For your commercial workload customer, the difference between Power5, Power6 and Power7 architecture and instruction sets will be largely ignorable. What will be more important is the number of cores, the number of simultaneous threads that can be executed and the memory constraints of the hardware. For these customers, the application providers may not even have optimized versions of their code for the different processors, but a one-size-fits-all distribution. Power7 is probably a big step forward for them. I know application providers who still compile on Power4 hardware with a generic set of compiler switches to allow the code to run on the entire processor set.

In fact, AIX is like this. The version of AIX 5.3 that runs on the Power6 575's (the current speed freak machine) is EXACTLY THE SAME as that which runs on an RS64 44P 170 (same install disks, I know, because I have done it!). There is no distinction on FixCentral for patches. It is just all the same.

Your comments about AIX5.3 are interesting. Yes, there are some features that will not be available to AIX5.3. Things like Turbo mode. But AIX 5.3 is still supported (not sure if there is an end-of-life date yet, would expect it if and when AIX 6.2 or AIX 7.1 is available), and there is likely to be a new Technology Level (TL12?) for Power7 that will add some of the new features. IBM have always kept the latest 2 releases of AIX under active support, and normally publish withdrawal from marketing for an OS about 2 years prior to that date. This means that there is at least 2 years of AIX 5.3 support, not that I would recommend anybody installing Power7 to use AIX 5.3 at this time.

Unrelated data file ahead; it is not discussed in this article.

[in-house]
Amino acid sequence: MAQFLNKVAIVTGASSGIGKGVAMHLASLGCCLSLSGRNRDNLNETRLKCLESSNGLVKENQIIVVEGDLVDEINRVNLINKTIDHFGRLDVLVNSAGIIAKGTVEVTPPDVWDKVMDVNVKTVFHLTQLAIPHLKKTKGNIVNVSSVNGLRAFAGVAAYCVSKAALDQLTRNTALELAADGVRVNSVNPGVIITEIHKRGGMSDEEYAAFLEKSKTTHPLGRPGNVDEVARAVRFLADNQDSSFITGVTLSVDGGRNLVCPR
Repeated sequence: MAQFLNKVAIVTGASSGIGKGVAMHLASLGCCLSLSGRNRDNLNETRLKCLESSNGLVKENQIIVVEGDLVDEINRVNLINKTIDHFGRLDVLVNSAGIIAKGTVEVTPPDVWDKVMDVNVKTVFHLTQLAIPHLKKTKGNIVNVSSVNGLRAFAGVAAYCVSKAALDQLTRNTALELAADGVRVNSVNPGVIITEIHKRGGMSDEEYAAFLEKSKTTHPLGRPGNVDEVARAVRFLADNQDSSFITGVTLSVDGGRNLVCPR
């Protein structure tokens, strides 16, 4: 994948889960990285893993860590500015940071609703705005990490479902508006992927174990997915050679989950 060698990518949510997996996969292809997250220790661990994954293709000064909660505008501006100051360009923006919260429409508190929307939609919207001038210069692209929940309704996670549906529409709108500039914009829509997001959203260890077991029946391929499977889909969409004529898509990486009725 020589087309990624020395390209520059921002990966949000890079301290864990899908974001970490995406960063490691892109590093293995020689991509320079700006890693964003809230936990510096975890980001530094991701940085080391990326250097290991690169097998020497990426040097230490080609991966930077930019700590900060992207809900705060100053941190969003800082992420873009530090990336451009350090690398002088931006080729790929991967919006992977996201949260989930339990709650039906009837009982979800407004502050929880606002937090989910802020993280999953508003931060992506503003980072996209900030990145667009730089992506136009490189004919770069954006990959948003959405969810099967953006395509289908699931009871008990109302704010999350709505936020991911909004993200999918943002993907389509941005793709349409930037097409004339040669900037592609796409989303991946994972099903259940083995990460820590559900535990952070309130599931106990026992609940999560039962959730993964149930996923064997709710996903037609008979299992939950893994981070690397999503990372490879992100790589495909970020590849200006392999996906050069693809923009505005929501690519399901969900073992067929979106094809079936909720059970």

The instruction features are more likely to be conditioned by the compilers (which, incidentally, are currently OS version agnostic, the Fortran and C compilers are the same packages for AIX 5.3 and AIX 6.1). What's even more impressive is that you can compile Power6 code on, say, a Power5 system, drop it onto a Power6 box, and expect it to run as well as if it had been compiled on a Power6 system.

All of this does not sound like the scenario you paint. Maybe you ought to work in a big AIX shop sometime, and see what binary compatibility is really like.

BTW. I cannot say where I am working, but we have more than one cluster in the first 100 of the November 2009 Top 500 Supercomputer list.

Brit astrophysical model scoops £1.1m at poker

Peter Gathercole Silver badge

Is there a course on writing ambigious headlines?

Because this would be a prime candidate for a case study.

Completely accurate, but you have to actually read the article before you understand what it means!

Android on an iPhone? There's an app for that

Peter Gathercole Silver badge